My short story “Pieces” is available as a free ebook download (MOBI, ePUB, and PDF formats) at my eStory Experiment site until Friday, April 20. On Friday morning, I’ll be moving this story behind the (incredibly cheap) pay wall (50 cents from the experiment site, 99 cents from Smashwords) and putting a new story, “Ichthyology,” up for free downloading.
Get it while you can–I think you’ll enjoy it!
Today I’ve started a little project I’m calling the eStory Experiment. Every Friday, I will post a short story that you can download free in ePUB, MOBI, and/or PDF format. The story will stay free for a week; after that, you can purchase the story either directly from the Cartwheel Media site for fifty cents or from Smashwords (and potentially other ebook retailers) for ninety-nine cents. (Hint: there’s a coupon code at the end of each story that you can use to get any subsequent story for even less!)
My hypothesis is that short stories are uniquely suited to the digital age. I contend that there’s a market for small, portable stories, reasonably priced, that people can read and enjoy in the minutes we carve out for ourselves from our over-busy days. There are details to work out still–how the stories are delivered, how they’re consumed, what price is reasonable–and that’s part of what this experiment is about.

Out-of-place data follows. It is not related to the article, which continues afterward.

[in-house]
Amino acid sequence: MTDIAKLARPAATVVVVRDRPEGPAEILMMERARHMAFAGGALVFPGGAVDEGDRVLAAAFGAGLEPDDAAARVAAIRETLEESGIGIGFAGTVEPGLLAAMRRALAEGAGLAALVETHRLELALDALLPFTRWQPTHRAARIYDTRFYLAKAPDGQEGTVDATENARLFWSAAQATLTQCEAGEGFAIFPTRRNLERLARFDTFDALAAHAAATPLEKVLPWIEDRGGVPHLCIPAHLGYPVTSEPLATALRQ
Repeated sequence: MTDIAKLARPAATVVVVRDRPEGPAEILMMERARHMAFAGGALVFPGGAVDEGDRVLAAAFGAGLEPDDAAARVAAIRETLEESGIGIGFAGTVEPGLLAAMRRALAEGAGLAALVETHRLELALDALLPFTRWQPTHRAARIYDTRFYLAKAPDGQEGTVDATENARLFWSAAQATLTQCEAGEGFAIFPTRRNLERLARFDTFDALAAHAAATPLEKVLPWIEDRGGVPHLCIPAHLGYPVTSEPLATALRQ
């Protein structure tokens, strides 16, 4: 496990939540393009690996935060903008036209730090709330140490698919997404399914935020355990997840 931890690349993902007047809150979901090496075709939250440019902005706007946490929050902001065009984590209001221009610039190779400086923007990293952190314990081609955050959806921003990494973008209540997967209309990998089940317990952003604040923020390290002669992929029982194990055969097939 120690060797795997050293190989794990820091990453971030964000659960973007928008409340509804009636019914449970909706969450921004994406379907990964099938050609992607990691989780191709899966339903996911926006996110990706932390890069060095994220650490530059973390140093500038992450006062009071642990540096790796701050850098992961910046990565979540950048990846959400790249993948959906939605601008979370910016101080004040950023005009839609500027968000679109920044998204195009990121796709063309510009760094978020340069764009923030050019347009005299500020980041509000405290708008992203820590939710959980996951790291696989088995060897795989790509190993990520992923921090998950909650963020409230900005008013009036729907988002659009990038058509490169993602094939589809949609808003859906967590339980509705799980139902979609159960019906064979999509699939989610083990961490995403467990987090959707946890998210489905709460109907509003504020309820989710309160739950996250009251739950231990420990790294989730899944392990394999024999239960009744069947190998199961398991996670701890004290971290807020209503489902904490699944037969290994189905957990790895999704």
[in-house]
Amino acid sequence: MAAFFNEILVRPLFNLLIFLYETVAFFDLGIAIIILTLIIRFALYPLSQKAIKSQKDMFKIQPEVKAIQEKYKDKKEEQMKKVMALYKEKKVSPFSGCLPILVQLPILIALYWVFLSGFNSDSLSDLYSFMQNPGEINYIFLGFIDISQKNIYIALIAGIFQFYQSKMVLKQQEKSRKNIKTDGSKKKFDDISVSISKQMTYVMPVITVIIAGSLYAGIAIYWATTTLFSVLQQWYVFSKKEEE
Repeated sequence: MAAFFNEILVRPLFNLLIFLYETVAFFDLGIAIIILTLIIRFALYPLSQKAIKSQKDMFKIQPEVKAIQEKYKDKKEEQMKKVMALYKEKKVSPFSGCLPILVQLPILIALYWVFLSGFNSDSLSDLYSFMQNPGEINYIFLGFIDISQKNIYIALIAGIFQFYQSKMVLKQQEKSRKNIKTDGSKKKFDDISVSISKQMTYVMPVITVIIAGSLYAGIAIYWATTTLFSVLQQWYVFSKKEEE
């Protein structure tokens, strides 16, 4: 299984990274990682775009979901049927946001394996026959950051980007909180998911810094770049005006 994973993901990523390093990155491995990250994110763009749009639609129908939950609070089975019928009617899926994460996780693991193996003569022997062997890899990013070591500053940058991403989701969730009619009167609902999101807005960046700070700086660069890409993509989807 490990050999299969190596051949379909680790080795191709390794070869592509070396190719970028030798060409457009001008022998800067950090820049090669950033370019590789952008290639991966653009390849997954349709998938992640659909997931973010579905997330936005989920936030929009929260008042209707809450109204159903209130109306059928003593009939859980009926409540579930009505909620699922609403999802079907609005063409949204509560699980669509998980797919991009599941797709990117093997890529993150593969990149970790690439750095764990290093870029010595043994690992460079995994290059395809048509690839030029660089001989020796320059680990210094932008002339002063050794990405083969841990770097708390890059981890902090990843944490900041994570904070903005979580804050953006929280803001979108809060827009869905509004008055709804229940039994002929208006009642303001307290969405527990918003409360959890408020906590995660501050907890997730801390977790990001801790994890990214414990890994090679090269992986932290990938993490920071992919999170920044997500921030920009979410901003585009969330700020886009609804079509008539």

For the first part of the experiment, I’ll be digging into my publishing history. I’ve had about two dozen stories published in small literary journals, both print and online; these are stories that have been selected and edited by smart and talented people, so there’s little risk to the reader that you’ll be spending money on unpolished, not-ready-for-prime-time work. If the experiment continues, I’ll probably introduce some stories written specifically for this project; I have plans for a series of thematically linked stories that is a perfect fit for this experiment.
This experiment will work best if it’s a two-way conversation between readers and writer. Let me know what you think: Are the stories priced correctly? Was it easy to get and read the story? Having tried one story, will you try others? You can send your feedback via the comments on this site, at the Cartwheel Media site, or via Twitter.
You can download the first story, “Pieces,” here:
A short story about memory, time, and the things we lose. Originally published in Small Spiral Notebook online, January 2005.